Background: High fructose intake has been suggested to be a key factor that induces nonalcoholic fatty liver disease (NAFLD), but the evidence from large epidemiologic studies is lacking.
Objective: We examined the cross-sectional association between fructose intake and NAFLD by using the Fatty Liver Index (FLI) and the NAFLD liver fat score.
Design: The Helsinki Birth Cohort Study investigated 2003 Finnish men and women born in 1943–1944 in Helsinki who participated in a clinical health examination in the years 2001–2004. Trained study nurses measured weight, height, and waist circumference, and BMI was calculated. Laboratory staff drew fasting blood for measurements of triglycerides and γ-glutamyl-transferase. The FLI and the NAFLD liver fat score were calculated on the basis of these measurements. Habitual fructose and other dietary intake over the past year were assessed by using validated and standardized 131-item food-frequency questionnaires. Data were analyzed in a cross-sectional manner by using logistic regression modeling with statistical software.
Results: In a model adjusted for age, sex, and energy intake, participants in the highest fructose intake quartile (range: 29.2–88.0 g/d) had lower risk of NAFLD assessed by using the FLI (OR 0.56; 95% CI: 0.42, 0.75; P-trend < 0.001) and NAFLD liver fat score (OR: 0.72; 95% CI: 0.53, 0.99; P-trend < 0.001) than that of the lowest intake quartile (range: 2.2–15.2 g/d). This association remained after adjustment for educational attainment, smoking, physical activity, and other dietary variables only for the FLI (OR: 0.68; 95% CI: 0.47, 0.84; P-trend < 0.05).
Conclusion: Our cross-sectional results did not support the current hypothesis that high intake of fructose is associated with a higher prevalence of NAFLD as assessed by using the FLI and NAFLD liver fat score.
Alex’s Notes: The main claim made by fructose-bashers is that it leads to non-alcoholic fatty liver disease (NALFD). While many studies do indeed show that this occurs, the amounts of fructose used to achieve these effects are unrealistic. Yet fructose consumption is a normal part of a standard diet, so it is interesting to look at the associations between its intake and the occurrence of NAFLD. The study at hand did just that in 1611 Finnish adults. Anyone who drank more than 20g of alcohol daily or who was on medications associated with fatty liver were excluded from analysis.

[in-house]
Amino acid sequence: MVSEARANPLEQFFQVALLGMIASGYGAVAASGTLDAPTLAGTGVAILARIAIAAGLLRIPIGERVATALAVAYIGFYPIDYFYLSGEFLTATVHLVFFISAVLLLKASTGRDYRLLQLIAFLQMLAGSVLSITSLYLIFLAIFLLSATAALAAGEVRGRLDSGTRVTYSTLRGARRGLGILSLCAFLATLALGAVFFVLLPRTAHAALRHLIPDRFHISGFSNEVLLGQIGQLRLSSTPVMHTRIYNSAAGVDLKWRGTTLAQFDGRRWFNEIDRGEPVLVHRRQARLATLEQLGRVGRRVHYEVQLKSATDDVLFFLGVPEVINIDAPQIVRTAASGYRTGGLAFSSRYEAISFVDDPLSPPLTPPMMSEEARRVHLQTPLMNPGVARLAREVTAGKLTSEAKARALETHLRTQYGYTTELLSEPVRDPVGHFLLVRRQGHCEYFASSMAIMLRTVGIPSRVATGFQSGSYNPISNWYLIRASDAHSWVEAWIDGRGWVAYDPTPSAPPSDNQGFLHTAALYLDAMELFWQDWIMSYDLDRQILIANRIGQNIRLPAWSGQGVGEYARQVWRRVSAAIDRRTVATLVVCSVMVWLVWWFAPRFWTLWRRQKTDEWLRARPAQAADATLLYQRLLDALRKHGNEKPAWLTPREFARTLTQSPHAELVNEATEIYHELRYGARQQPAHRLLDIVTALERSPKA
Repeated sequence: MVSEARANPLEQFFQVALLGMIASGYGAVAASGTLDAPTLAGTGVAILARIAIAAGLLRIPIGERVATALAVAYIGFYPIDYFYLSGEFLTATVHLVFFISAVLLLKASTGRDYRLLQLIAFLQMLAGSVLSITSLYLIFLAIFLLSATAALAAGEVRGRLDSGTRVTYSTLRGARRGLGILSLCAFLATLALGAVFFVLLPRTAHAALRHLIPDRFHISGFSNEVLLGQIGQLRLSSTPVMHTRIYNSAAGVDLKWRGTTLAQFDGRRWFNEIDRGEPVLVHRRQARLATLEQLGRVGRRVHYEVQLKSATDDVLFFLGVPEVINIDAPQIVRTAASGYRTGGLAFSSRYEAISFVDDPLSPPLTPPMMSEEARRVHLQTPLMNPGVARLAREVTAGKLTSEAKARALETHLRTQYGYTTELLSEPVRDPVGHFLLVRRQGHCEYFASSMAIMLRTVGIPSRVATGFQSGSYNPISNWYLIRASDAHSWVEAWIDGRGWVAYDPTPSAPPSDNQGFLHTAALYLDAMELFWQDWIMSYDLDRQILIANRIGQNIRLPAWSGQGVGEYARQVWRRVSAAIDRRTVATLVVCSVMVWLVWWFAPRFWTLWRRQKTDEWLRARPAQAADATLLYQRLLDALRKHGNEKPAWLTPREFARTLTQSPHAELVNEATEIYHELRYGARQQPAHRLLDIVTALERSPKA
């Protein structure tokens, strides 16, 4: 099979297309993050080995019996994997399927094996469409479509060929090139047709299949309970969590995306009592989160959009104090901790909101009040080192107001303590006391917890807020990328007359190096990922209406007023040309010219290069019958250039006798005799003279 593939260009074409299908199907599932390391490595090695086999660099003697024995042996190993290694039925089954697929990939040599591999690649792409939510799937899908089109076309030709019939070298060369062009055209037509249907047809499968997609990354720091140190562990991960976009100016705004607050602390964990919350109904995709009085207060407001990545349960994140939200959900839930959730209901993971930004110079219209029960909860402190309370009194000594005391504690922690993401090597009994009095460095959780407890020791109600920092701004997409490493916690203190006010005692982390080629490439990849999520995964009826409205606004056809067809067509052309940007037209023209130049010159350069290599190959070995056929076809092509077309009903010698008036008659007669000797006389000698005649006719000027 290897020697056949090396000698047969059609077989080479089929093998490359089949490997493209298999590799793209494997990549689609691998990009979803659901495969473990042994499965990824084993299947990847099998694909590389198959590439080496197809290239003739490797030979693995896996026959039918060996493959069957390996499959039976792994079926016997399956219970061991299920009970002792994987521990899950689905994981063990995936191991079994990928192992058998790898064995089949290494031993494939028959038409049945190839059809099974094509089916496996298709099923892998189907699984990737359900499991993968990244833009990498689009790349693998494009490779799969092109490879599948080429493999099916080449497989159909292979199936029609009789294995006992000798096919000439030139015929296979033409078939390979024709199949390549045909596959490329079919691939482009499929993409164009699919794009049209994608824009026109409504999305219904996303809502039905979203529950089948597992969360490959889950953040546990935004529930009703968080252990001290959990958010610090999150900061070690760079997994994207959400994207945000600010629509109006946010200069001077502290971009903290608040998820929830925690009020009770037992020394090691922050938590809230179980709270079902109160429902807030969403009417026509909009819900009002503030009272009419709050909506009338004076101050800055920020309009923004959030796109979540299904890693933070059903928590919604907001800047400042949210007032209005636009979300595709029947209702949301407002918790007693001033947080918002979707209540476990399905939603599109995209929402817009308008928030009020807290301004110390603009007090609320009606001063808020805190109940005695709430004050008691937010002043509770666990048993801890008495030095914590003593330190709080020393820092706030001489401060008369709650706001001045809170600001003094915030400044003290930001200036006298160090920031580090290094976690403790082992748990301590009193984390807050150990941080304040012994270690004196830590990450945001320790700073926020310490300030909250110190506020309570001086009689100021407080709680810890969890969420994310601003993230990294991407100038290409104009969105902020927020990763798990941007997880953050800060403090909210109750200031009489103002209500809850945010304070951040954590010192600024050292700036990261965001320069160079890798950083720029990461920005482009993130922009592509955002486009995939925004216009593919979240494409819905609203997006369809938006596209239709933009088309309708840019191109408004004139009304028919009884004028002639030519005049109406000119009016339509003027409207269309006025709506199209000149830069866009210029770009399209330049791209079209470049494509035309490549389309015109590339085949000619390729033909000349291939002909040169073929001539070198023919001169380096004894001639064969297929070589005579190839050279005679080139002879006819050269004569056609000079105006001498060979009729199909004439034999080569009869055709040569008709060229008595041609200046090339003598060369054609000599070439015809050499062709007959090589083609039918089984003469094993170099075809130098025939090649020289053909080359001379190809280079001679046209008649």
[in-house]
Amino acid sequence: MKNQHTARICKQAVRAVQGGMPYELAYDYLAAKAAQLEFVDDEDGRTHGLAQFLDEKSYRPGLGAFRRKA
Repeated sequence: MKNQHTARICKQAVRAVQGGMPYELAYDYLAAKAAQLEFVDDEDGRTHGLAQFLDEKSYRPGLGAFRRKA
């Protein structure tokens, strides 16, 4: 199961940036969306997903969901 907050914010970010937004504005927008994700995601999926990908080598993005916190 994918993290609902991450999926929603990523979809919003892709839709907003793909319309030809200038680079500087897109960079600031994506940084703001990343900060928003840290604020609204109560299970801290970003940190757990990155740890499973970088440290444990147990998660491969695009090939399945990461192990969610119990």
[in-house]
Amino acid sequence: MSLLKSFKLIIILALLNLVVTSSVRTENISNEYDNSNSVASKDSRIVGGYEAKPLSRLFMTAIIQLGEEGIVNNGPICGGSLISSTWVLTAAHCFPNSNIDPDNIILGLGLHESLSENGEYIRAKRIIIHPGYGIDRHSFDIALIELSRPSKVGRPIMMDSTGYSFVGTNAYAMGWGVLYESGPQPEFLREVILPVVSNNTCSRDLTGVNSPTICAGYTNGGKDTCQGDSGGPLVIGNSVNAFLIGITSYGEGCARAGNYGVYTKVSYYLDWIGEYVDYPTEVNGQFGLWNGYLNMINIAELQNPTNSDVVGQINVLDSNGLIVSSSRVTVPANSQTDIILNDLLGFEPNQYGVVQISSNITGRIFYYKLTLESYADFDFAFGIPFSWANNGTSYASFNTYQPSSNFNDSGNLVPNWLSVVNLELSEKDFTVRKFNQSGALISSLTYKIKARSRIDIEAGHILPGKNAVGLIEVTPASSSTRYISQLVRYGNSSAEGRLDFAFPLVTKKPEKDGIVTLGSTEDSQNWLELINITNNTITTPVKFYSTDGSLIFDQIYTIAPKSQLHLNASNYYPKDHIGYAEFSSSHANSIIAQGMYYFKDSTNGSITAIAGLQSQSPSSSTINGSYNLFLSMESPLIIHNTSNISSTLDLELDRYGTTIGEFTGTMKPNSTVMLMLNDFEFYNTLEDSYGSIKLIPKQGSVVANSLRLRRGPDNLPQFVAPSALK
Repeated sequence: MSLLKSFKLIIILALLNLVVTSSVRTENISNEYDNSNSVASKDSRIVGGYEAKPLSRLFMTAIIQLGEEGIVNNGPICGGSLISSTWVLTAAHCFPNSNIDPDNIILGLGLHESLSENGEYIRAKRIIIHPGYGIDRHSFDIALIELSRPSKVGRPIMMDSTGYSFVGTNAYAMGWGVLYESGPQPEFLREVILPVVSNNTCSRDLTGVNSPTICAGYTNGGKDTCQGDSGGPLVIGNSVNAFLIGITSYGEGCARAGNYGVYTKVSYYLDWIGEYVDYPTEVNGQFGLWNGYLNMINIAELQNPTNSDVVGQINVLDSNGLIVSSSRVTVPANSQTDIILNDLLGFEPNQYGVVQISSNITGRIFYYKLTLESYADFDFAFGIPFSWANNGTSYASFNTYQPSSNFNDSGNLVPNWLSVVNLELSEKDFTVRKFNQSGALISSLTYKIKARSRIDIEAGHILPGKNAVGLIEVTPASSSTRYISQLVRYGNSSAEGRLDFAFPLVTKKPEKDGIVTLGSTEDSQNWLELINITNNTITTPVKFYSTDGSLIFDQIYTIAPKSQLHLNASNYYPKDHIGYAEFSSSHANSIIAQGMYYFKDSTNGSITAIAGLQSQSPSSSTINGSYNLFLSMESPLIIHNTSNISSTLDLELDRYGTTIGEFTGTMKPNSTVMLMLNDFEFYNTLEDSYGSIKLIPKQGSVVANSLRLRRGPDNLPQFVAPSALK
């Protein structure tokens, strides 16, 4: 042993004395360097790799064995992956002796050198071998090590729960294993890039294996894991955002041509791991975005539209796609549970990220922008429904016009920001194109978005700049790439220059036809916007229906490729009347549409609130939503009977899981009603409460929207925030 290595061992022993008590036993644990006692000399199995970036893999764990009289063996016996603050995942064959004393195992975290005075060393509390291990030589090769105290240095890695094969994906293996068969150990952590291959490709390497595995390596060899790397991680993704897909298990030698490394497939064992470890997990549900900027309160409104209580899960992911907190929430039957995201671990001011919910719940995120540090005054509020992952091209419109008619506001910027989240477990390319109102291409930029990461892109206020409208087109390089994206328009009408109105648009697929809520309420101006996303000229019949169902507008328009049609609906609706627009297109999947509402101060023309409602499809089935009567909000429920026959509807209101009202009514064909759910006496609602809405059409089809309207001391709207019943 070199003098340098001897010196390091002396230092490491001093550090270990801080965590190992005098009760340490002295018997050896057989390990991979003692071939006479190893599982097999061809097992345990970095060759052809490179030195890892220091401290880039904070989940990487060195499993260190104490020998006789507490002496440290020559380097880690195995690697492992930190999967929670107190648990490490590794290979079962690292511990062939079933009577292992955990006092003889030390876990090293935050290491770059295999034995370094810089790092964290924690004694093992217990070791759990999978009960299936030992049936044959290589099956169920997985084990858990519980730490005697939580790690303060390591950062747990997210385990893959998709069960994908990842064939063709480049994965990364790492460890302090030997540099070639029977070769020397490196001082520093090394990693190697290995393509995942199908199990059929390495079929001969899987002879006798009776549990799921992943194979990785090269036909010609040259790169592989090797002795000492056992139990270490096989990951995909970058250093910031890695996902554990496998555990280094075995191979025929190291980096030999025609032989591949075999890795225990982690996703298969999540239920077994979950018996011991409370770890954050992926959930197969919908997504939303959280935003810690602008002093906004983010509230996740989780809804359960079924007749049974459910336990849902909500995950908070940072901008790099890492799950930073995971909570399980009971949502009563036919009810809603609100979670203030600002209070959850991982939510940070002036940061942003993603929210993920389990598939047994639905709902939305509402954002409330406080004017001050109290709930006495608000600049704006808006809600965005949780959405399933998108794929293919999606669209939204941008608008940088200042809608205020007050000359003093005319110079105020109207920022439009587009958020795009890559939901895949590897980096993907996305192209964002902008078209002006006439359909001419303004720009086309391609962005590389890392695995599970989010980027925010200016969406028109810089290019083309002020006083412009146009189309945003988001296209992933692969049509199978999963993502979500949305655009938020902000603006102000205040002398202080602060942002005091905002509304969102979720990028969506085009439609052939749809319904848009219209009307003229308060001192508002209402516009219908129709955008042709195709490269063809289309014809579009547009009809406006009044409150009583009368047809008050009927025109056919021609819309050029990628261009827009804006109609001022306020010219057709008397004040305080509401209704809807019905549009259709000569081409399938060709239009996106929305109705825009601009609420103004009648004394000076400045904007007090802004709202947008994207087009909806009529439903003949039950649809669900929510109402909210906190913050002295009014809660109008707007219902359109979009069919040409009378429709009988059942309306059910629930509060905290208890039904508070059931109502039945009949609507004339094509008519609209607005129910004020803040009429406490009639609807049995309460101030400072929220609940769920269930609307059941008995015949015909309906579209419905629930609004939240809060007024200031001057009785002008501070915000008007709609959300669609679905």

I will say upfront that the limitations of epidemiology hit us hard from the beginning. How do you assess NAFLD in people who you don’t even meet face-to-face? The authors used two methods: The Fatty Liver Index (FLI) and the NAFLD liver fat score. Unfortunately, the FLI is based on BMI, waist circumference, fasting triglycerides, and fasting GGT, while the NAFLD liver fat score is based on the presence of type-2 diabetes and metabolic syndrome, fasting insulin, AST, and the AST:aminotransferase ratio. Both these methods provide a good estimation, but they are not an ultrasound. To make matters worse, diets were assessed with a 128-item food frequency questionnaire, but I digress.
The people who at the most fructose tended to be women, have more years of education, non-smokers, and are more physically active than those who ate the least fructose. Moreover, waist circumference decreased as fructose intake increased, and fiber intake was greater in the fructose eaters. After adjustment for age, sex, and energy intake, those with the greatest fructose intake (38 grams per day) were 28-44% less likely to have NAFLD than those with the lowest intake (11 grams per day) depending on the FLI or NAFLD liver fat score. After remaining adjustments for leisure-time physical activity, smoking, and nutrient intake, the likelihood of having NAFLD was 32% less in the highest fructose intake group with the FLI, and there was no association for the NAFLD liver fat score.
So at best a 32% reduced risk, and at worst no association whatsoever.
Now, there are some interesting tidbits that must be mentioned. For example, the average fructose intake across all subjects was about 20 grams per day, with only 45 (2.8%) exceeding 60 grams daily. Moreover, the authors note that whereas the proportion of fructose from fruit was 54-80%, the contribution from soft drinks was 0-8%. Thus, this lack of an association between fructose intake and NAFLD could likely be a result of the relatively normal fructose intakes, and the sources of that fructose. It is highly likely that the greater fructose quartile consumed more fruits, which could have counteracted any negative effects the fructose would have had on the liver. Regardless of the method, it is clear that this study supports the notion that fruit intake needn’t be a concern provided it is in “normal” amounts (i.e. not 10 bananas per day).